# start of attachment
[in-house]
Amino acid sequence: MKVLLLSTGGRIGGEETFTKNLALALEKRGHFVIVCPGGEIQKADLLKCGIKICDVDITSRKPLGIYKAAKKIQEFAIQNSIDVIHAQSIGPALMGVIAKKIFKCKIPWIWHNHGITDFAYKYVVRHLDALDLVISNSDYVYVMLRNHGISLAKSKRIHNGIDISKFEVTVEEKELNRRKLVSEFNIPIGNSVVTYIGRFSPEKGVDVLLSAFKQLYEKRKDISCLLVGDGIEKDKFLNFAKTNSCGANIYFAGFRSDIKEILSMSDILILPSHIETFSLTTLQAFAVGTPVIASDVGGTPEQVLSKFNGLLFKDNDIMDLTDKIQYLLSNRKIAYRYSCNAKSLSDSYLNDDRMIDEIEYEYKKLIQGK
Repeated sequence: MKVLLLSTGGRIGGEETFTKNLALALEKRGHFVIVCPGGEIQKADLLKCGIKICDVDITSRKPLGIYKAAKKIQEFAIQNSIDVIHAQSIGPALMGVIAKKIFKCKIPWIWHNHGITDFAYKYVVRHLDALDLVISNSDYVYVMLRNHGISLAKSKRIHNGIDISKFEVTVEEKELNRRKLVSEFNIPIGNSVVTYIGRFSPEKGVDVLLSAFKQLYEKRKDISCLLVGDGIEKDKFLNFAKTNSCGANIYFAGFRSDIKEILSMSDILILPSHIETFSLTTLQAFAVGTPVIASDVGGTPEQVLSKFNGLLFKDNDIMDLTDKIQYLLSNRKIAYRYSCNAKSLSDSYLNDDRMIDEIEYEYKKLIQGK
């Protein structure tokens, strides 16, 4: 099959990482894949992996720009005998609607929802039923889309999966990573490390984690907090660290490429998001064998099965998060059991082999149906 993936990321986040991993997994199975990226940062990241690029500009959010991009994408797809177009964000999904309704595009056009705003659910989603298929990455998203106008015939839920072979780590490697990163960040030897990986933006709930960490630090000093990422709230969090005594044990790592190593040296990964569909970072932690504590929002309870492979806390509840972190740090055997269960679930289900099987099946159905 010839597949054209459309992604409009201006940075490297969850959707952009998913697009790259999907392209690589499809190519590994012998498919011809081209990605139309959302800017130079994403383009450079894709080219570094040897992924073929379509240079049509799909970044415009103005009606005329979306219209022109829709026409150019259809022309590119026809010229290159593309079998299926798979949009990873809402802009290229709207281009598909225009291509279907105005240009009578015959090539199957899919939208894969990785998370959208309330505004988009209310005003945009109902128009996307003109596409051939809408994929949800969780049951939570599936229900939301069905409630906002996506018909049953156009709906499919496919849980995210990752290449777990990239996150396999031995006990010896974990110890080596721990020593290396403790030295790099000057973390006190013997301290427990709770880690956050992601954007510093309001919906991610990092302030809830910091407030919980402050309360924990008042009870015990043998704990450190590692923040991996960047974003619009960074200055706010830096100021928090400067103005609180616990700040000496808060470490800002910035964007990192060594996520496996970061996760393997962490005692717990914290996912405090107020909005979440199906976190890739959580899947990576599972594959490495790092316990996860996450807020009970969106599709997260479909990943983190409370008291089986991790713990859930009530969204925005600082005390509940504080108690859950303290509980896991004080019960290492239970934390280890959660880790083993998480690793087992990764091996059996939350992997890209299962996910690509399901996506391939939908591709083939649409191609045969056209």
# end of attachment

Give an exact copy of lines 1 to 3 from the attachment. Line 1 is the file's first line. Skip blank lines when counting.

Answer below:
[in-house]
Amino acid sequence: MKVLLLSTGGRIGGEETFTKNLALALEKRGHFVIVCPGGEIQKADLLKCGIKICDVDITSRKPLGIYKAAKKIQEFAIQNSIDVIHAQSIGPALMGVIAKKIFKCKIPWIWHNHGITDFAYKYVVRHLDALDLVISNSDYVYVMLRNHGISLAKSKRIHNGIDISKFEVTVEEKELNRRKLVSEFNIPIGNSVVTYIGRFSPEKGVDVLLSAFKQLYEKRKDISCLLVGDGIEKDKFLNFAKTNSCGANIYFAGFRSDIKEILSMSDILILPSHIETFSLTTLQAFAVGTPVIASDVGGTPEQVLSKFNGLLFKDNDIMDLTDKIQYLLSNRKIAYRYSCNAKSLSDSYLNDDRMIDEIEYEYKKLIQGK
Repeated sequence: MKVLLLSTGGRIGGEETFTKNLALALEKRGHFVIVCPGGEIQKADLLKCGIKICDVDITSRKPLGIYKAAKKIQEFAIQNSIDVIHAQSIGPALMGVIAKKIFKCKIPWIWHNHGITDFAYKYVVRHLDALDLVISNSDYVYVMLRNHGISLAKSKRIHNGIDISKFEVTVEEKELNRRKLVSEFNIPIGNSVVTYIGRFSPEKGVDVLLSAFKQLYEKRKDISCLLVGDGIEKDKFLNFAKTNSCGANIYFAGFRSDIKEILSMSDILILPSHIETFSLTTLQAFAVGTPVIASDVGGTPEQVLSKFNGLLFKDNDIMDLTDKIQYLLSNRKIAYRYSCNAKSLSDSYLNDDRMIDEIEYEYKKLIQGK